PLC has excellent concrete finishing properties, lower bleeding and slump loss, excellent response with SCM’s and chemical admixtures. PLC clearly hydrates with synergies contributed by limestone that enables enhanced setting and strength performance.

Limestone has been used in cement manufacturing for over 25 years in Europe and is now being used in Canada and the Caribbean. PLC is not new to the construction industry as it has been used successfully in a variety of applications and exposure conditions.

Benefits of Arawak Eco Plus

1. Resistance to certain types of mild acids

Concrete made with Arawak Eco Plus has improved permeability, the sorptivity and the chloride permeability are similar to pure cement concrete

2. Easy Workability & excellent concrete finishing properties

Arawak Eco Plus is a fine quality cement which produces a more cohesive quality mortar which results in easy and fast application of concrete, and also excellent concrete finishing properties.

3. Higher “Early Strength”

Due to the addition of limestone in Arawak Eco Plus, concrete made with this cement has a higher early strength than ordinary Portland cement and comparable or better latter days strength.

4. Heat of Hydration Efficiency

The risk of thermal cracking is reduced due to the fact that limestone is not inert, but contributes to hydration both physically and chemically

5. Improves Environmental Footprint

The use of limestone in the manufacturing of Arawak Eco Plus significantly reduces carbon footprint and saves energy. It involves delivering sustainable building material which positively contributes to the welfare of society and to the environment.

6. Improved performance in concrete

  • Lower resistance to freezing and thawing
  • Chloride permeability and diffusion
  • Heat of hydration
  • AAR potential
  • Shrinkage and creep
  • Reduce carbonation depth and the total porosity of mortar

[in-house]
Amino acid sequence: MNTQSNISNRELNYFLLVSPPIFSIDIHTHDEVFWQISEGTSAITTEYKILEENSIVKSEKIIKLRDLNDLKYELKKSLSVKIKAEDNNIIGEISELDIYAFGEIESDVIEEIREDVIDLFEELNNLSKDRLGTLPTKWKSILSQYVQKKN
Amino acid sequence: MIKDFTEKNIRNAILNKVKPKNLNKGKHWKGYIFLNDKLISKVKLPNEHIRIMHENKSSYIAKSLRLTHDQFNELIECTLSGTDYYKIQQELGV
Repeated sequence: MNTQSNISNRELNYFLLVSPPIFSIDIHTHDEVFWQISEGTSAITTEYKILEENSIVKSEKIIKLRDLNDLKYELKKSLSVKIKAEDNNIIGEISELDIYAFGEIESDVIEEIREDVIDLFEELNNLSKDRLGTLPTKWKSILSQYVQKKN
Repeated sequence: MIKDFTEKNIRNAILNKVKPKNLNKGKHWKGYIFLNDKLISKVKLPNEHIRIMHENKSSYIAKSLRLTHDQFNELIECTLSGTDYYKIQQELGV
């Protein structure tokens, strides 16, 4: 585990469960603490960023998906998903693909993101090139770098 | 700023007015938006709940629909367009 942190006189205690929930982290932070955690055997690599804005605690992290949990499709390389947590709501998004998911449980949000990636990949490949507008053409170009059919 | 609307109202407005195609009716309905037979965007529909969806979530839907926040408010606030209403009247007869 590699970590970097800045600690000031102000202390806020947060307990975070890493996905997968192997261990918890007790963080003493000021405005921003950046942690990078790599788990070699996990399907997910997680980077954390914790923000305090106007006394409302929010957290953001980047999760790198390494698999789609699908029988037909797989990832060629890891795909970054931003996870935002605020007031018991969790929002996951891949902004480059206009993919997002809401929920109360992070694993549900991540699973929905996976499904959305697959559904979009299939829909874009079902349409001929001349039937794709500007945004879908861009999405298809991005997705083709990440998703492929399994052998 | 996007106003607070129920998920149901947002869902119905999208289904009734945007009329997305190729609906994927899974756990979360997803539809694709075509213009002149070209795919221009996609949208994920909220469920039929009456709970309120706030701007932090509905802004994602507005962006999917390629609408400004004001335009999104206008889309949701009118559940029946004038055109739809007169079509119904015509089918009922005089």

• Better interaction with SCM’s
  • Optimum protection against rebar corrosion

7. Reduced Alkali-Aggregate Reaction

When concrete is produced with potentially reactive aggregates, the use of Arawak Eco Plus reduces the risk of micro-cracks and premature hardening of the cement paste.


TCL has been producing American Petroleum Institute Spec 10A Monogrammed Class G (Oilwell) cement since 1996. It is highly rated for its consistency and reliability.

Our Class G cement has three main uses within the industry:

  • Protects and seals the wellbore, thus preventing water penetration and immobilizing of the casing
  • Seals areas where there is a reduction of flow within the well
  • Used for plugging wells for abandonment

Our Class G Cement meets and exceeds international Class G specifications and our product testing was carried out by independent laboratories. Our product is as good as that produced by any international competitor and undergoes internal laboratory testing (LAS-003 accredited) ISO/IEC 17025:2005. We are also Environment Management System accredited (ISO 14001:2004) and Quality Management System accredited (ISO 9001:2008).

Quality Benefits of Class G Cement:

  • High pressure resistance
  • High temperature resistance
  • Low free fluids for cement integrity and durability
  • High sulphate resistance for harsh environmental conditions
  • Consistent quality for a slurry design portability
  • Excellent retarder response for higher economic benefit in mix design